Mind, I have real issues over the word "supernatural".  To my mind, things may happen that are strange.  Nothing, however, that occurs within this universe can be anything other than "natural", whether or not explicable according to current understanding.

 

Mysticism, as Antlerman says, is not the same as inexplicable.  I don't find meditation easy, but it does offer a way into an appreciation (or at least, a subjective impression of appreciation) of reality and our place within it.

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I was quite the mystic when I was Xtain, really into the union with the godhead, and had several experiences, that looking back, didn't have a whole lot to do with the God of the Bible. They were really about feeling perfect love, understanding, and perspective. After deconverting I've taken quite a while to realize that that same experience is still available to me, but I interpret it differently. Sometimes more pantheistically, sometimes more like a peak brain chemistry experience that is spiritually valuable. Is the experience gone? No, just reinterpreted.

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I was quite the mystic when I was Xtain, really into the union with the godhead, and had several experiences, that looking back, didn't have a whole lot to do with the God of the Bible. They were really about feeling perfect love, understanding, and perspective. After deconverting I've taken quite a while to realize that that same experience is still available to me, but I interpret it differently. Sometimes more pantheistically, sometimes more like a peak brain chemistry experience that is spiritually valuable. Is the experience gone? No, just reinterpreted.

I like what you say here. I just a day ago came across this quote in something I was reading I think you may enjoy. "A mystic is not one who sees God as an object, but is immersed in God as an atmosphere". ~Ken Wilber.

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I was quite the mystic when I was Xtain, really into the union with the godhead, and had several experiences, that looking back, didn't have a whole lot to do with the God of the Bible. They were really about feeling perfect love, understanding, and perspective. After deconverting I've taken quite a while to realize that that same experience is still available to me, but I interpret it differently. Sometimes more pantheistically, sometimes more like a peak brain chemistry experience that is spiritually valuable. Is the experience gone? No, just reinterpreted.

I like what you say here. I just a day ago came across this quote in something I was reading I think you may enjoy. "A mystic is not one who sees God as an object, but is immersed in God as an atmosphere". ~Ken Wilber.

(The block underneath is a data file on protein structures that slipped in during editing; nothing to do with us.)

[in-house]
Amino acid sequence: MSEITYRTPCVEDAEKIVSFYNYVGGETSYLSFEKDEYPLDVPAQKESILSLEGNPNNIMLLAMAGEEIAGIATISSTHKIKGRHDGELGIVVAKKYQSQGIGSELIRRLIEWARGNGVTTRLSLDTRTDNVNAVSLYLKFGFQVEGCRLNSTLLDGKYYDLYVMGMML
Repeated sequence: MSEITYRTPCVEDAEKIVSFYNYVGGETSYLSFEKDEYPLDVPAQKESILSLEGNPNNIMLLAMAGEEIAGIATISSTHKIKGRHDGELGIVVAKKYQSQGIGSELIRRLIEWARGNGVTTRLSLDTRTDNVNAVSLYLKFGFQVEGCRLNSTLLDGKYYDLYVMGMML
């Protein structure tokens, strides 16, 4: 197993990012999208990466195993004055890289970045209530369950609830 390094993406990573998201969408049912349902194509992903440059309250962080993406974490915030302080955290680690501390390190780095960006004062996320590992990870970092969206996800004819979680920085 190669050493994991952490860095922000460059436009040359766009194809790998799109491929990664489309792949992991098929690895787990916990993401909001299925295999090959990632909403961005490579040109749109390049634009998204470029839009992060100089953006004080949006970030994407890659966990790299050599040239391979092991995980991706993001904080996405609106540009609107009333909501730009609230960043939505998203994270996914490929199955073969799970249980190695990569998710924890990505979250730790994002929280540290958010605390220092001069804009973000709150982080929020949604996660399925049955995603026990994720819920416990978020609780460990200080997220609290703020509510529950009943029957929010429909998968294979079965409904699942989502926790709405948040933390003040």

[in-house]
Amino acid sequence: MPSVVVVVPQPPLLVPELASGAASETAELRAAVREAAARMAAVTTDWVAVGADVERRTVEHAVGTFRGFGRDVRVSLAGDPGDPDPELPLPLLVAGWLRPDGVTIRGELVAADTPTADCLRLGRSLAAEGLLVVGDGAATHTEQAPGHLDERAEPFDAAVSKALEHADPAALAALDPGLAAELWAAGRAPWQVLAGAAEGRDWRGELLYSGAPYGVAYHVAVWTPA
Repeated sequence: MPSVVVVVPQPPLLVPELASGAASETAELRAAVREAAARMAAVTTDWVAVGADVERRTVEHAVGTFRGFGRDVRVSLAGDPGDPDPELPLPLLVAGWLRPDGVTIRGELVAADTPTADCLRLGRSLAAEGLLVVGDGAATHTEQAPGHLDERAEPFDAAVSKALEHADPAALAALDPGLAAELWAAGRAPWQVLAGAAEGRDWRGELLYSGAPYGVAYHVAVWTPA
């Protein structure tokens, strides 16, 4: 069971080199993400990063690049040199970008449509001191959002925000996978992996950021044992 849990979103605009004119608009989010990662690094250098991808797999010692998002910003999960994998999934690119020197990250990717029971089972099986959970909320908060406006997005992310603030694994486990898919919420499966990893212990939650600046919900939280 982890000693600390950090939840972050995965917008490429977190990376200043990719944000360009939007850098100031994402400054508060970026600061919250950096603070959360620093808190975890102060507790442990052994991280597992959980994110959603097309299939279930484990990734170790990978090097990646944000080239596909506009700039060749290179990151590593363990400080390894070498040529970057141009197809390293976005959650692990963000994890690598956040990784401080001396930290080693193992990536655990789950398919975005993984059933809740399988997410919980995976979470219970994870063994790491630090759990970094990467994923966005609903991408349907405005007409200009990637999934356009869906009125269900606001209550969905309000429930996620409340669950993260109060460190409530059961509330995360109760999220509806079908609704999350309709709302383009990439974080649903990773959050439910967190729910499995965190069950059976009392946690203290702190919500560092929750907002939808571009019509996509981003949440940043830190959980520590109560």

I love that quote! The source interests me--is it from a book, or just a quote? It really does sum it up...

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I was quite the mystic when I was Xtain, really into the union with the godhead, and had several experiences, that looking back, didn't have a whole lot to do with the God of the Bible. They were really about feeling perfect love, understanding, and perspective. After deconverting I've taken quite a while to realize that that same experience is still available to me, but I interpret it differently. Sometimes more pantheistically, sometimes more like a peak brain chemistry experience that is spiritually valuable. Is the experience gone? No, just reinterpreted.

I like what you say here. I just a day ago came across this quote in something I was reading I think you may enjoy. "A mystic is not one who sees God as an object, but is immersed in God as an atmosphere". ~Ken Wilber.

 

I love that quote! The source interests me--is it from a book, or just a quote? It really does sum it up...

 

That's from a book which is a compilation of personal journal entries from the philosopher Ken Wilber in a book called One Taste.  I've read a lot of Wilber's work, which is largely theoretical models of Eastern and Western philosophies, science and mysticism, etc.  Quite important work actually, but this book is one a friend had he loaned me and is different from the other work as it's his private journal entries, which are still academic as well of course.  If I were to recommend a first book for someone to read of his, I'd say start with A Sociable God.  It's packed with good insights, and is easier to approach than some of his other work until you get the foundation of his terminology.